School Attendance in 1920: An Analysis of School Attendance in the United States and in the Several States, with a Discussion of the Factors Involved

School Attendance in 1920: An Analysis of School Attendance in the United States and in the Several States, with a Discussion of the Factors Involved

School Attendance in 1920: An Analysis of School Attendance in the United States and in the Several States, with a Discussion of the Factors Involved

School Attendance in 1920: An Analysis of School Attendance in the United States and in the Several States, with a Discussion of the Factors Involved

Excerpt

With the developing complexity of the social, political, and economic life of the United States, many problems have arisen which demand careful study. As a basis for such study the masses of data gathered, compiled, and published by the Bureau of the Census are excellent.

Much of this large body of information is little used, owing to the lack of knowledge of what data are available and how they may be utilized. This is particularly true of data on education. Much important research can be pursued, using the data for the past several decades, which will throw light on the development and incidence of education in the Nation as a whole and in its subdivisions. As a means of educational inventory the material is excellent. And, as is true with other social movements, check- up of the educational system is essential if development is to come in the wisest direction, and if the national problem is to be seen. Yet this large compilation of information is left untouched, decade after decade, save for the most general and superficial scanning. The reasons are not far to seek. They lie in the complexity of the material, in distrust of its accuracy, and in unfamiliarity with the technique for handling such information.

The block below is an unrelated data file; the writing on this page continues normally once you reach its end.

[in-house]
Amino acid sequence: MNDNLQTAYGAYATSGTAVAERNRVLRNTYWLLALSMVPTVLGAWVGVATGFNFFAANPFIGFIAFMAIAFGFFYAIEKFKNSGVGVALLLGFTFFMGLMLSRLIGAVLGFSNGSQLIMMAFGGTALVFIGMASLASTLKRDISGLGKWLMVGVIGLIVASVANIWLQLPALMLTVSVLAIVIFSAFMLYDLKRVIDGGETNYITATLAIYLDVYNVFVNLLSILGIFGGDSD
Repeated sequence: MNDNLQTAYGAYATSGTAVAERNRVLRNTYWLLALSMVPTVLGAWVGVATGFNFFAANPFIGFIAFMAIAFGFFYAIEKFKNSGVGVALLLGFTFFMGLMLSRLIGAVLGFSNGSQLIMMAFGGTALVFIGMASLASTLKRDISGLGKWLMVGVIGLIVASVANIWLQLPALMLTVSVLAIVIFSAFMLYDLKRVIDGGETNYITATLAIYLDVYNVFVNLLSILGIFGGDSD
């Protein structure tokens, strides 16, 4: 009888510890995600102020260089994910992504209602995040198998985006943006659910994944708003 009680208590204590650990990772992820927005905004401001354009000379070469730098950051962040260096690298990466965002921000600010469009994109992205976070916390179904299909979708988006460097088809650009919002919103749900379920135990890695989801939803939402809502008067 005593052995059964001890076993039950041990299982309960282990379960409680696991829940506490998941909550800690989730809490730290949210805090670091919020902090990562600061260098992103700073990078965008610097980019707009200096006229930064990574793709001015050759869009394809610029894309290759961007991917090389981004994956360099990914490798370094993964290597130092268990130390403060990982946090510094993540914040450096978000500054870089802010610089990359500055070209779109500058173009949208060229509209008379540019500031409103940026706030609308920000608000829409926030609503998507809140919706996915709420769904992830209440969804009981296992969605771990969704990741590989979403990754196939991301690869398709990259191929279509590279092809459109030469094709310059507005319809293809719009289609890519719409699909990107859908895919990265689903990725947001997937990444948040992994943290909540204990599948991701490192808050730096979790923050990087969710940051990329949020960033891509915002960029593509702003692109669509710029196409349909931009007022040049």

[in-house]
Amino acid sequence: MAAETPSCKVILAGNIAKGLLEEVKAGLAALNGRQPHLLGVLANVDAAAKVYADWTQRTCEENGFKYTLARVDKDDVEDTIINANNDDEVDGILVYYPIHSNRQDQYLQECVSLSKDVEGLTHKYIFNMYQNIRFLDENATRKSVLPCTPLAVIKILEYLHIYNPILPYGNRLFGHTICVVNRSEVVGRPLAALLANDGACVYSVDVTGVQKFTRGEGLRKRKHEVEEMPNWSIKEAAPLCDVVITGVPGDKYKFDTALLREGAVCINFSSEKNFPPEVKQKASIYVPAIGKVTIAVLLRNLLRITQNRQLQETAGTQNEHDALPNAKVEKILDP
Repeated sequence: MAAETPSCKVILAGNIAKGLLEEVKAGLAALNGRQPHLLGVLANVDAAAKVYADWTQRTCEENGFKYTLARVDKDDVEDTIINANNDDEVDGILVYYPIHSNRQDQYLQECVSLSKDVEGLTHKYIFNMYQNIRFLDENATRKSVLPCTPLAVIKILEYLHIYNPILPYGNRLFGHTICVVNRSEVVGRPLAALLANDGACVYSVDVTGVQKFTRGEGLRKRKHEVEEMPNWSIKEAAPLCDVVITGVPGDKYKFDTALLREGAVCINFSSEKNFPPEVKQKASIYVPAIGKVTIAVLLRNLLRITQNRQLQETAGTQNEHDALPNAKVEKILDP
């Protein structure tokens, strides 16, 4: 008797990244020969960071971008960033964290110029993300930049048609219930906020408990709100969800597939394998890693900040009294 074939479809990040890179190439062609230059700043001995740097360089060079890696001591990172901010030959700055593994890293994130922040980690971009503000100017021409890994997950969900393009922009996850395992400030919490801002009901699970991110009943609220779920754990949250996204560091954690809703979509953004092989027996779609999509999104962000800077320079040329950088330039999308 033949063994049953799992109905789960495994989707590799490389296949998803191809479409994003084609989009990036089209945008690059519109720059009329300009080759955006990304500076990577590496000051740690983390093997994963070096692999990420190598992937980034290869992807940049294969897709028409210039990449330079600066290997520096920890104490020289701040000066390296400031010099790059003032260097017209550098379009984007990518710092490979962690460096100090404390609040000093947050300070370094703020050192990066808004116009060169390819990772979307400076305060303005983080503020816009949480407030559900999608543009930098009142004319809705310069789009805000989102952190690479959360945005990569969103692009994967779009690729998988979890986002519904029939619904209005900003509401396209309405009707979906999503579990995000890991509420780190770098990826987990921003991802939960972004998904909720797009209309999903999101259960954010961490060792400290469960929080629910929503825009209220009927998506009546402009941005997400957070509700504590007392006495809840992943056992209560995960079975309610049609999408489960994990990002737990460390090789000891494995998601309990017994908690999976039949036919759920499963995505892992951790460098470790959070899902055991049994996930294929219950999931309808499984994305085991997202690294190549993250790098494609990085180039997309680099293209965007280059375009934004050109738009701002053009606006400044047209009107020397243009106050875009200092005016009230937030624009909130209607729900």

The purpose of the chapters which follow is not to discover ultimate truths or general laws. The aim is rather, first, to bring before educators and those concerned with research in education the material, indexed and ready for use; second, to disperse the distrust which surrounds the data; third, to arrive at some of the primary factors involved in the problem; and fourth, to exemplify the methods which may be applied to the data in further, more careful and more intensive analysis--in true research. Incident to these aims and to the analysis as pursued, certain generalizations have been made--might almost be said to have made themselves. Many of these, perhaps, will seem mere platitudes to those who have had opportunity to view education in its most general aspects. Some will seem counter to experience. The conclusions should be considered as by- product rather than prime object, and as substantiation or challenge, as the case may be. They constitute but a small part of the large body of generalizations that could be extracted from the rich "pay dirt" of the census material.

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